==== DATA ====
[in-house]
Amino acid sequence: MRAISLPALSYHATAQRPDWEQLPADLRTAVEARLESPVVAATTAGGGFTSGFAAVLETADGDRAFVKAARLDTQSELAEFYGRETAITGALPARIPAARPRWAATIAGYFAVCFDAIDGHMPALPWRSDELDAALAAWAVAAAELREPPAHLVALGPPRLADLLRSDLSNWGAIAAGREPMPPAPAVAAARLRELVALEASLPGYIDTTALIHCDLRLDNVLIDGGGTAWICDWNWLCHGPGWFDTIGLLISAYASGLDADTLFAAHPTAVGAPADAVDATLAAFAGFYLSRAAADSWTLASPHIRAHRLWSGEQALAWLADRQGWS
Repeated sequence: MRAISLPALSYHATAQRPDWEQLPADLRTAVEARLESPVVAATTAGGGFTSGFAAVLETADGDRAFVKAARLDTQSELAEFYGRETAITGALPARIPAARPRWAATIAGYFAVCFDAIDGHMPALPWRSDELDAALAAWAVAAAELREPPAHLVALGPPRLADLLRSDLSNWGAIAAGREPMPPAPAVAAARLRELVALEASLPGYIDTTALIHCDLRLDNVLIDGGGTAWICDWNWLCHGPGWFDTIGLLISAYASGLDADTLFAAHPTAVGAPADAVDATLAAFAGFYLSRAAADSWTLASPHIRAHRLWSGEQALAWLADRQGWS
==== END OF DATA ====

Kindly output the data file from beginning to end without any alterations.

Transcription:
[in-house]
Amino acid sequence: MRAISLPALSYHATAQRPDWEQLPADLRTAVEARLESPVVAATTAGGGFTSGFAAVLETADGDRAFVKAARLDTQSELAEFYGRETAITGALPARIPAARPRWAATIAGYFAVCFDAIDGHMPALPWRSDELDAALAAWAVAAAELREPPAHLVALGPPRLADLLRSDLSNWGAIAAGREPMPPAPAVAAARLRELVALEASLPGYIDTTALIHCDLRLDNVLIDGGGTAWICDWNWLCHGPGWFDTIGLLISAYASGLDADTLFAAHPTAVGAPADAVDATLAAFAGFYLSRAAADSWTLASPHIRAHRLWSGEQALAWLADRQGWS
Repeated sequence: MRAISLPALSYHATAQRPDWEQLPADLRTAVEARLESPVVAATTAGGGFTSGFAAVLETADGDRAFVKAARLDTQSELAEFYGRETAITGALPARIPAARPRWAATIAGYFAVCFDAIDGHMPALPWRSDELDAALAAWAVAAAELREPPAHLVALGPPRLADLLRSDLSNWGAIAAGREPMPPAPAVAAARLRELVALEASLPGYIDTTALIHCDLRLDNVLIDGGGTAWICDWNWLCHGPGWFDTIGLLISAYASGLDADTLFAAHPTAVGAPADAVDATLAAFAGFYLSRAAADSWTLASPHIRAHRLWSGEQALAWLADRQGWS